Still, she took the job in Birmingham, which enjoys high profile and a star-making reputation, with recent music directors such as Simon Rattle and Andris Nelsons. A recording contract with Deutsche Grammophon followed his appointment. Either way, she was a first: as a woman on the Birmingham podium and as a woman conductor with that legendary label. These milestones were publicly noted, Gražinytė-Tyla said, but only in passing.

“It’s something our generation should be incredibly grateful for,” she said, referring to the struggles of female conductors. “There have been a lot of painful memories for our colleagues in the past, and I myself have had a few small experiences, but nothing like what someone of Susanna Mälkki’s generation had to go through.” (Mälkki is 52 years old.)

Gražinytė-Tyla was warmly welcomed by the Birmingham musicians, said Oliver Janes, the ensemble’s clarinetist. “She has this repeat technique where you forget you’ve ever played a piece before,” he added. “And once you completely forget how it happens, you feel like you’re starting over again.”

It too, he says, gave the orchestra – and its audience – a jolt. On their first appearance at the BBC Proms under her direction, they followed up with Tchaikovsky’s ‘Sleeping Beauty’, and as it ended she was shouting to the audience inside the sprawling Royal Albert Hall in London, “See you in Birmingham!”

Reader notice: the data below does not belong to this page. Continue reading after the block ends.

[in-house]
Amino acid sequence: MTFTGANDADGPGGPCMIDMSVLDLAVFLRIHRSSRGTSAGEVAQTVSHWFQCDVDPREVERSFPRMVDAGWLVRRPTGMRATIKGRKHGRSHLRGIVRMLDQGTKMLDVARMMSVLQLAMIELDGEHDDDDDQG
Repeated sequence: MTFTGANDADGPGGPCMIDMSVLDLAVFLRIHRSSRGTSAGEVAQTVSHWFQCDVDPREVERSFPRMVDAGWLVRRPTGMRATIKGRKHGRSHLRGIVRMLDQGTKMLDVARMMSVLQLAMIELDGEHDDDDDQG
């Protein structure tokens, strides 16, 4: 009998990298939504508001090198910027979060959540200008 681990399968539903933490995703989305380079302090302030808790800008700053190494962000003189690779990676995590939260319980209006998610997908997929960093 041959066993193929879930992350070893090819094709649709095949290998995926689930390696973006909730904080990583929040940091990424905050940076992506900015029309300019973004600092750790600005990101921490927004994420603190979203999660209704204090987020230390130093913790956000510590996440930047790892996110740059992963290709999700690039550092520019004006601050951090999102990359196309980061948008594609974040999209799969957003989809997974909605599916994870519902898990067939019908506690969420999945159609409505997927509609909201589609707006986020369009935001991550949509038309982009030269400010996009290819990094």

She released several Deutsche Grammophon recordings with the orchestra, including as part of a landmark duo of symphonies by often-overlooked Mieczyslaw Weinberg — a reflection, she said, of her tendency to adopt a project-based approach to conducting. Just as there will be more Weinbergs to come, she is in the midst of a “Vixen” immersion.

“I’m fully aware that it’s complete luxury,” she said. “Some people see the conductor’s job as follows: you have to be incredibly fast and know all the repertoire. These are fantastic qualities. On the other hand, for my part, I can only say that I believe less and less that I can be such a type of conductor.

Over time and multiple performances, she added, “Vixen” revealed her “incredible jewelry and connections” to her. Janes, the clarinetist, said that in Birmingham she knew every corner of the text, to the point that, “if all the singers got sick, she could do the whole gig and sing every part”.